The smoke point of an oil or fat should not be exceeded during cooking, as potentially carcinogenic compounds can be formed and released. But the advice is often seen given to do just that during the manual seasoning of cast iron cookware. Some like to artificially accelerate the darkening of the seasoning by cranking the temp up above its smoke point for one or more layers of the manually-applied oil. Since a superior non-stick seasoning coat consists not only of polymerized fat, but also of a mixture of carbon within it, the thinking is that exceeding the smoke point will carbonize the compounds in the oil to desirable effect. While it may produce the desired cosmetic effect, this may not be prudent, and is, again, not really necessary, as the pan will darken with use and more layers of seasoning. What you may wish to do instead is, prior to applying any seasoning, heat the pan gradually to 450-500*F for an hour or so. This has been observed to darken the bare iron somewhat. You will, however, need to let it cool to a temp appropriate for your seasoning oil before beginning.
For those who are interested in the smoke points of typical cooking oils, here is a handy chart:
|Oil or Fat||Quality||Smoke Point|
|Avocado Oil||Unrefined, Virgin||375-400°F|
|Canola Oil (Rapeseed)||Expeller Pressed||375-450°F|
|Canola Oil (Rapeseed)||High Oleic||475°F|
|Canola Oil (Rapeseed)||Refined||400°F|
|Canola Oil (Rapeseed)||Unrefined||225°F|
|Coconut Oil||Dry Expeller Pressed Virgin, Unrefined||350°F|
|Coconut Oil||Dry Refined||400°F|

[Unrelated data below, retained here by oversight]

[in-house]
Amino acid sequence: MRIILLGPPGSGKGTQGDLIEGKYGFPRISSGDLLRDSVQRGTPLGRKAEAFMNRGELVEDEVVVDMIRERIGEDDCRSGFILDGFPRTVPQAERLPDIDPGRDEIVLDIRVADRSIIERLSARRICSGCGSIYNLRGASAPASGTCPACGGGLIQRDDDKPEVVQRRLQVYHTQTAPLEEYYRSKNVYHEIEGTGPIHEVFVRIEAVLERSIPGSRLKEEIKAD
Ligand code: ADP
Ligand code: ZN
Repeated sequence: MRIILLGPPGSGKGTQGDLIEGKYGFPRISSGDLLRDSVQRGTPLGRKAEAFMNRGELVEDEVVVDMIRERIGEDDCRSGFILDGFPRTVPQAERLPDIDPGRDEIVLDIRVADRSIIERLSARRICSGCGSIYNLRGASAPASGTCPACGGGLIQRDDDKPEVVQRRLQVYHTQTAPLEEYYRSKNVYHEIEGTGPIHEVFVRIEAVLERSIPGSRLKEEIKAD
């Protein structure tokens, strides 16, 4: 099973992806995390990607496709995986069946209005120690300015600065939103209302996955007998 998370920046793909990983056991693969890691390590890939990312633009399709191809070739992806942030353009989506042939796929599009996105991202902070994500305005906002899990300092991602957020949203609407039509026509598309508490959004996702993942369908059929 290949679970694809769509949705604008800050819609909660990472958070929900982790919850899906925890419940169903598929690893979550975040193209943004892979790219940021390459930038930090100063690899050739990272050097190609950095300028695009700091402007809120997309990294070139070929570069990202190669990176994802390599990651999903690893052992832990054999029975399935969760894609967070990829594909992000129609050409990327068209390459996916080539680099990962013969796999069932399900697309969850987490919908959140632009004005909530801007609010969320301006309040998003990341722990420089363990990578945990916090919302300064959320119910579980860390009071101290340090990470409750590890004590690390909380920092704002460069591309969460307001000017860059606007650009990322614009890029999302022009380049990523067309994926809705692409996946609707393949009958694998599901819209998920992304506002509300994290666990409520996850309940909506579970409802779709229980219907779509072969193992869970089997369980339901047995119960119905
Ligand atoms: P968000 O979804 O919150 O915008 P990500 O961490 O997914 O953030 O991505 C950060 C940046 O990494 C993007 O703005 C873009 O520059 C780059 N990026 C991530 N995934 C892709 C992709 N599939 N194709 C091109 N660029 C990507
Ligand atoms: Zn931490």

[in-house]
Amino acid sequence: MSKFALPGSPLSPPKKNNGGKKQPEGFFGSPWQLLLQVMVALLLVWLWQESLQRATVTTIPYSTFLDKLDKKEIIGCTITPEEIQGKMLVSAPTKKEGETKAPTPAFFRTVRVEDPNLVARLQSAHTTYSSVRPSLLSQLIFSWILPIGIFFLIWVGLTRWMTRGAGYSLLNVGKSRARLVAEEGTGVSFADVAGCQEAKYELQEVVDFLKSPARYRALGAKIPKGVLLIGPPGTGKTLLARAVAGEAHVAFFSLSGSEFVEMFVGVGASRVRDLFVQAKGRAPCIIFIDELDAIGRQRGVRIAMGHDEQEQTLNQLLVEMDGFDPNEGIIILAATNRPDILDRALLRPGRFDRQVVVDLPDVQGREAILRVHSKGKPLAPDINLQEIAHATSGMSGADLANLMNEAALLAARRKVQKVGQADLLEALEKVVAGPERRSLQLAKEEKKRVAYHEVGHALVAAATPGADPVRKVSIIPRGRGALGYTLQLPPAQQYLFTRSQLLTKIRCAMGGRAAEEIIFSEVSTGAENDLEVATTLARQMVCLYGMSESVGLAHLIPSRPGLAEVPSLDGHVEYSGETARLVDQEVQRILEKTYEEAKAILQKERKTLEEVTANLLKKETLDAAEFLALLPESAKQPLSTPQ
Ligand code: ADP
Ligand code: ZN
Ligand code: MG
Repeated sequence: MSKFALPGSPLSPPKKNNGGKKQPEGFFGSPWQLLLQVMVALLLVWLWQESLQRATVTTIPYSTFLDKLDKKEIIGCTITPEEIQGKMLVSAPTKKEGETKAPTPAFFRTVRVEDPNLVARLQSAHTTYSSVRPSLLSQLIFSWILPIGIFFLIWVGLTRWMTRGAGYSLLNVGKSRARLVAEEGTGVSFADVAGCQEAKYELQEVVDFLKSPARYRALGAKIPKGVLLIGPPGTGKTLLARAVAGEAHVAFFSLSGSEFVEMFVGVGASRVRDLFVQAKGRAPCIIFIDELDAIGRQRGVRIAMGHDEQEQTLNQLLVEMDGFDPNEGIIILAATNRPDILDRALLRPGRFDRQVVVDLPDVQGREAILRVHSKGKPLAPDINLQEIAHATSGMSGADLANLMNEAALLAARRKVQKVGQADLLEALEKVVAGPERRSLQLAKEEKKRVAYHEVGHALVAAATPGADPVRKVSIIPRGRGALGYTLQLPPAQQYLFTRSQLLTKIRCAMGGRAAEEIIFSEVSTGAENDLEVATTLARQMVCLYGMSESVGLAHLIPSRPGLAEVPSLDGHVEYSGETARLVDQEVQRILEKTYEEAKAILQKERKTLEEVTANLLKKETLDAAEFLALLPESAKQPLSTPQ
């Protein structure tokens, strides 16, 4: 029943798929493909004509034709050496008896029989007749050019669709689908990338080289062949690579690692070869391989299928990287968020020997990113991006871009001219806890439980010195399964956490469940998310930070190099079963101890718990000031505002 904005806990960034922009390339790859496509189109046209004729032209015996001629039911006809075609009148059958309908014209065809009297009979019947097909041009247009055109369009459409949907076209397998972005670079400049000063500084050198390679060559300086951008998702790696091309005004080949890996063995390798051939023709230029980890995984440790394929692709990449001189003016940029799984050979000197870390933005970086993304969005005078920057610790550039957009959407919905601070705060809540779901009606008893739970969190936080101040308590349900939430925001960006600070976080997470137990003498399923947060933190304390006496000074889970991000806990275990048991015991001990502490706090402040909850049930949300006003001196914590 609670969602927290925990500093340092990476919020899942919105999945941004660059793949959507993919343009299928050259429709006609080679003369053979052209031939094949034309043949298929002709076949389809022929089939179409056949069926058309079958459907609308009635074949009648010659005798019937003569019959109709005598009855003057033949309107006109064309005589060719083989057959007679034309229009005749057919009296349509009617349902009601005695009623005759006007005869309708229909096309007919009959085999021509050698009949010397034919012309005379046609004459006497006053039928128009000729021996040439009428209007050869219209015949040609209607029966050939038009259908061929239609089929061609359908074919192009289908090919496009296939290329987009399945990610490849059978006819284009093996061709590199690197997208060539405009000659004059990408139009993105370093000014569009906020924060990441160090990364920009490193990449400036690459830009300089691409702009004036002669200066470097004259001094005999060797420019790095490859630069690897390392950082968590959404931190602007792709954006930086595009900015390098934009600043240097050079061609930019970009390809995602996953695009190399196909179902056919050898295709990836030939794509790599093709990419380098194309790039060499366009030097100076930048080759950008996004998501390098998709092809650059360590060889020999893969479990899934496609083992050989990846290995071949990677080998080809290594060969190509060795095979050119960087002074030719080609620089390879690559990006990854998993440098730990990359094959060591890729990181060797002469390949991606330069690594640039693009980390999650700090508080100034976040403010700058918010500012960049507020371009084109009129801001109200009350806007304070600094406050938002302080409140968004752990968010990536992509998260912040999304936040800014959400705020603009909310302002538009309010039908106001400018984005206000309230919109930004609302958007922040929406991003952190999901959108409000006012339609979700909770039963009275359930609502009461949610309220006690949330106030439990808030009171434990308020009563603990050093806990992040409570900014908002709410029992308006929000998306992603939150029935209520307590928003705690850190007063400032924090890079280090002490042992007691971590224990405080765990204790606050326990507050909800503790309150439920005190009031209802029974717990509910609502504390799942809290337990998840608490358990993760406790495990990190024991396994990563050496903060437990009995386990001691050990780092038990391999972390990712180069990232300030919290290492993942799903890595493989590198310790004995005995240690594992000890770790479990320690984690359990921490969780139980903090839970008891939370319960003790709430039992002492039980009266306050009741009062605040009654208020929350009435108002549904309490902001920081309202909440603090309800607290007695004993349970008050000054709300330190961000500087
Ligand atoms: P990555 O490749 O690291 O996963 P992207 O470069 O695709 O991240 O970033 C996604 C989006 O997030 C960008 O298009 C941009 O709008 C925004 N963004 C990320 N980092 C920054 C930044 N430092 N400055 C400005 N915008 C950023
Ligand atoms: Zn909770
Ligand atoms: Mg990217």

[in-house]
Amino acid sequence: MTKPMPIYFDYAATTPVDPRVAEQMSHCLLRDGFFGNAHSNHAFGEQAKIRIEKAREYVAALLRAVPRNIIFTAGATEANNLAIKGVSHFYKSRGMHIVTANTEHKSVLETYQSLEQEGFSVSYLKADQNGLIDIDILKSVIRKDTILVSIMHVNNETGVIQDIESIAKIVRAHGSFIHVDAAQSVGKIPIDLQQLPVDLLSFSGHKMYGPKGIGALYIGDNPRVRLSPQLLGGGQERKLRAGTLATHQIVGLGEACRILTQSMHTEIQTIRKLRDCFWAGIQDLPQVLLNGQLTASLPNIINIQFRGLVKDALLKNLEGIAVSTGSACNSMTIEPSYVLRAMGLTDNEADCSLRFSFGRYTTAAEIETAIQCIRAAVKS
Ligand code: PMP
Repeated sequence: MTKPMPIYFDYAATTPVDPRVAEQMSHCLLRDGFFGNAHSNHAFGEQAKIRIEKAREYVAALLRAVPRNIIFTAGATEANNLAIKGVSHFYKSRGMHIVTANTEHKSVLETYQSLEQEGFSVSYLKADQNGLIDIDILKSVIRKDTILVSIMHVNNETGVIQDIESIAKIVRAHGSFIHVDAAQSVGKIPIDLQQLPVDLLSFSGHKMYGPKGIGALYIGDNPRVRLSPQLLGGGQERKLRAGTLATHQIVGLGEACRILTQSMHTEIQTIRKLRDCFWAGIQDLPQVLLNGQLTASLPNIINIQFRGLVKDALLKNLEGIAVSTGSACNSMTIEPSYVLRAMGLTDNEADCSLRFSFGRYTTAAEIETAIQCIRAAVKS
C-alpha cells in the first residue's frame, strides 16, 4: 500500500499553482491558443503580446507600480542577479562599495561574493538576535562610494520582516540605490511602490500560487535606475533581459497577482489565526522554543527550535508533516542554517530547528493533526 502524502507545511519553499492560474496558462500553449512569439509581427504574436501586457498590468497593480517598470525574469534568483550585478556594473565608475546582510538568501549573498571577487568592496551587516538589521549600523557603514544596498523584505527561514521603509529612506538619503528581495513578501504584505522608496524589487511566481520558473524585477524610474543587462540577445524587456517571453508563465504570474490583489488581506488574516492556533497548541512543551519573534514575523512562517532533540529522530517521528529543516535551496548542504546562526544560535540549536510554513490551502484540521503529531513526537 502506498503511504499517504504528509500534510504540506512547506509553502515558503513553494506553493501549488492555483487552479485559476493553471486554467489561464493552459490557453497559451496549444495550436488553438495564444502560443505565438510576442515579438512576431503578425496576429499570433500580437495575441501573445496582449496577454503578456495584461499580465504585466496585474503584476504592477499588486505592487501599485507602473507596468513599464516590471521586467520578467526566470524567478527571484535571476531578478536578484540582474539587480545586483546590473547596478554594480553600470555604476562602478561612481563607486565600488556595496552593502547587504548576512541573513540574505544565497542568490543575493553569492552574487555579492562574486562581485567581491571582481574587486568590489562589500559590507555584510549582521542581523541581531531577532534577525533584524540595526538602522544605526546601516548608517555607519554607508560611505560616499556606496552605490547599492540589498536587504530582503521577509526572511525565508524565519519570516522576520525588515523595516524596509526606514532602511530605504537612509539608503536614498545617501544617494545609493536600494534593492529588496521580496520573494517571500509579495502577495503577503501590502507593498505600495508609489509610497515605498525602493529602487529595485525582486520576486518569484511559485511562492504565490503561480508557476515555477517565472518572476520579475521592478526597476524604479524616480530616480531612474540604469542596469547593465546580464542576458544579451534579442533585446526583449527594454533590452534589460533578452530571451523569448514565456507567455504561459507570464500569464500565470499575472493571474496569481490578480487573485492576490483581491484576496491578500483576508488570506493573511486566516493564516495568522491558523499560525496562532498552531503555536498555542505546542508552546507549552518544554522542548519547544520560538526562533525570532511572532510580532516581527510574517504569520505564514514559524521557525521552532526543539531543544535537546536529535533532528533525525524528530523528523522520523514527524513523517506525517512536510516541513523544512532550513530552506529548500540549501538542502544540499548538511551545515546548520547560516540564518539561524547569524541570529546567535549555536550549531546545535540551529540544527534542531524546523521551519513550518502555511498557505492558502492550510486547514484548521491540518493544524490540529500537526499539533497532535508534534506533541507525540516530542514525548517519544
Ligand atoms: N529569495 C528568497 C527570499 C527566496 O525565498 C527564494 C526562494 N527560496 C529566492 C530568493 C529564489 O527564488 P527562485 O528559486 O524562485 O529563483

|Cottonseed Oil|| ||420°F|
|Flax Seed Oil||Unrefined||225°F|
|Flax Seed Oil||Refined||430°F|
|Olive Oil||Extra Virgin||375°F|
|Olive Oil||High Quality (Low Acidity)||405°F|
|Olive Pomace Oil|| ||460°F|
|Rice Bran Oil|| ||490°F|
|Shortening, Crisco Brand|| ||490°F|
|Shortening, Vegetable|| ||360°F|
|Sunflower Oil||High Oleic, Unrefined||320°F|
|Tallow, Beef|| ||420°F|
Note that refined versions of cooking oils typically have higher smoke points than the unrefined versions, and, while better for higher heat cooking, are not necessarily better for manual cast iron seasoning. Also note that smoke point in and of itself does not necessarily correlate to the superiority of a particular oil or fat as a seasoning medium. Actual smoke point may vary between brands or batches of the same type oil, and can also depend on the degree of freshness. If you have the means to measure the temp of a hot oil, you can test the oil you use by heating some of it on the stove top until it begins to smoke.
Although a good, non-stick seasoning will be established over time just by cooking in a pan, along with proper cleaning and maintenance, there are some things you can do to help it along.
One way to help your build-up of seasoning is to pop popcorn, the effect of which is to add an additional thin layer while at the same time making a tasty snack.
Another is to make efficient use your oven's heat while cooking something else like baked potatoes for an hour at 400°F. Just wipe on (and off) a thin layer of a higher smoke point oil, and place your pan on an unused rack. You can leave the pan to cool in the oven when done baking.
An additional way you can help build your polymerized oil/carbon seasoning patina is to employ some used oil as your manual seasoning product. Oil that has already been used to cook with will not only more easily break down leaving behind its own carbon residue, but will also contain additional carbon residue from the food that was cooked in it. This is especially true of oil used to fry potatoes or battered foods like fish or chicken. The fine particles of starch, flour, or cornmeal contained in it will become readily carbonized. A used oil also has a lower smoke point than that of its fresh counterpart, so bear that in mind if you do try it.